Sandro Botticelli
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c. 1445 – May 17, 1510. Italian painter.

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CAMBIASO, Luca
Virgin and Child gfh

ID: 05547

CAMBIASO, Luca Virgin and Child gfh
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CAMBIASO, Luca Virgin and Child gfh


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CAMBIASO, Luca

Italian Mannerist Painter, 1527-1585 1527?C85, leading Italian painter and sculptor of the Genoese school, known also as Luchetto da Genova; son and pupil of Giovanni Cambiaso, a fresco painter. His inventiveness and facile execution in both oil and fresco won him early recognition. His best works are in churches and palaces of Genoa and vicinity. In 1583 he went to Spain, where he worked on the decoration of the Escorial.   Related Paintings of CAMBIASO, Luca :. | Ducks | Material and Dimensions | Anna and the Blind Tobit | Nude Leaning against a Rock Overlooking the Sea | The Coast at Egmodn an Zee |
Related Artists:
School of Provence
after 1450
Joaquin Mir Trinxet
Spanish , 1873-1940
Juan Sanchez Cotan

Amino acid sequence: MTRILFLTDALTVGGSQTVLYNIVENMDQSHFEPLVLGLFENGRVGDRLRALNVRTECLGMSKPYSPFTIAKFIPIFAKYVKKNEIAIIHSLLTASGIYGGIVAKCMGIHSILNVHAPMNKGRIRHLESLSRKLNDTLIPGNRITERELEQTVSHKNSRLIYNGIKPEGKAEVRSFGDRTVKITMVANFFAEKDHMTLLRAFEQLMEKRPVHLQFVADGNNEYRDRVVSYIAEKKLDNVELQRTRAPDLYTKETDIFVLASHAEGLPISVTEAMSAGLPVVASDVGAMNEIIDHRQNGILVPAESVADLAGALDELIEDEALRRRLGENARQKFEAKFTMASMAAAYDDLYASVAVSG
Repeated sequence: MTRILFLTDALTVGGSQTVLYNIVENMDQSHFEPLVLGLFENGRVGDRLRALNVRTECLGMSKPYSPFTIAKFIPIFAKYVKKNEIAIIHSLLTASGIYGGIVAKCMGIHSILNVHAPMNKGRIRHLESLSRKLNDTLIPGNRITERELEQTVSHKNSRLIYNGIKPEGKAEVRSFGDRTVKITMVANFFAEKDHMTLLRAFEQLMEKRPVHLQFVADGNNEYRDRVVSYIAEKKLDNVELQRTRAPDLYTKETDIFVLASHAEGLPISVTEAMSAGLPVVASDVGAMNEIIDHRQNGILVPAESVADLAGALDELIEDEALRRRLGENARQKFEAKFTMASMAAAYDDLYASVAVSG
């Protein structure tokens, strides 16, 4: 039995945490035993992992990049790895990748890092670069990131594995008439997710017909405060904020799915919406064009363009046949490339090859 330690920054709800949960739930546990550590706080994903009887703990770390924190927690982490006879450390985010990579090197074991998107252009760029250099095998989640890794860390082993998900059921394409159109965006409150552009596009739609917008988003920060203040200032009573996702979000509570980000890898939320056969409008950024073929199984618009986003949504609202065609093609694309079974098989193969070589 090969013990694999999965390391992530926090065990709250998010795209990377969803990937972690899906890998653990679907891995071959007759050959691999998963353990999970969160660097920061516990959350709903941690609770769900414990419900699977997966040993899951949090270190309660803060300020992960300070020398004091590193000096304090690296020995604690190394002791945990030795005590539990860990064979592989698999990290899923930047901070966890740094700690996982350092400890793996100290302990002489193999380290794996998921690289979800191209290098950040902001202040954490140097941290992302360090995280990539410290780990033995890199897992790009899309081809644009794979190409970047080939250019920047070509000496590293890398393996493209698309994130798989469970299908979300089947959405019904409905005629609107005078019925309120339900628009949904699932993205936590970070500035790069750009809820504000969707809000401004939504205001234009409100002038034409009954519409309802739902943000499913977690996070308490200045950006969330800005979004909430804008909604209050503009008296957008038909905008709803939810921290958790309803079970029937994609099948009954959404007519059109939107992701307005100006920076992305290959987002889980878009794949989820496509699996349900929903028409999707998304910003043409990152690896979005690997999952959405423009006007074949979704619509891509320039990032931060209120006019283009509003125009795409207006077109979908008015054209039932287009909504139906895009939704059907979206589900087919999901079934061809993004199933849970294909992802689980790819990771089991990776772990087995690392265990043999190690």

(June 25, 1560 - September 8, 1627) was a Spanish Baroque painter, a pioneer of realism in Spain. His still lifes, also called bodegones were painted in a strikingly austere style, especially when compared to similar works in Netherlands and Italy. Senchez Coten was born in the town of Orgaz, near Toledo, Spain. He was a friend and perhaps pupil of Blas de Prado, an artist famous for his still lifes whose mannerist style with touches of realism, the disciple developed further. Cotan began by painting altar pieces and religious works. For approximately twenty years, he pursued a successful career in Toledo as an artist, patronized by the city's aristocracy, painting religious scenes, portraits and still lifes. These paintings found a receptive audience among the educated intellectuals of Toledo society. Senchez Cotan executed his notable still lifes around the turn of the seventeenth century, before the end of his secular life. An example (seen above) is Quince, Cabbage, Melon and Cucumber (1602, in the San Diego Museum of Art). On August 10, 1603, Juan Sanchez Cotan, then in his forties, closed up his workshop at Toledo to renounce the world and enter the Carthusian monastery Santa Maria de El Paular. He continued his career painting religious works with singular mysticism. In 1612 he was sent to the Granada Charterhouse, he decided to become a monk, and in the following year he entered the Carthusian monastery at Granada as a laybrother. The reasons for this are not clear, though such action was not unusual in Cotan's day.






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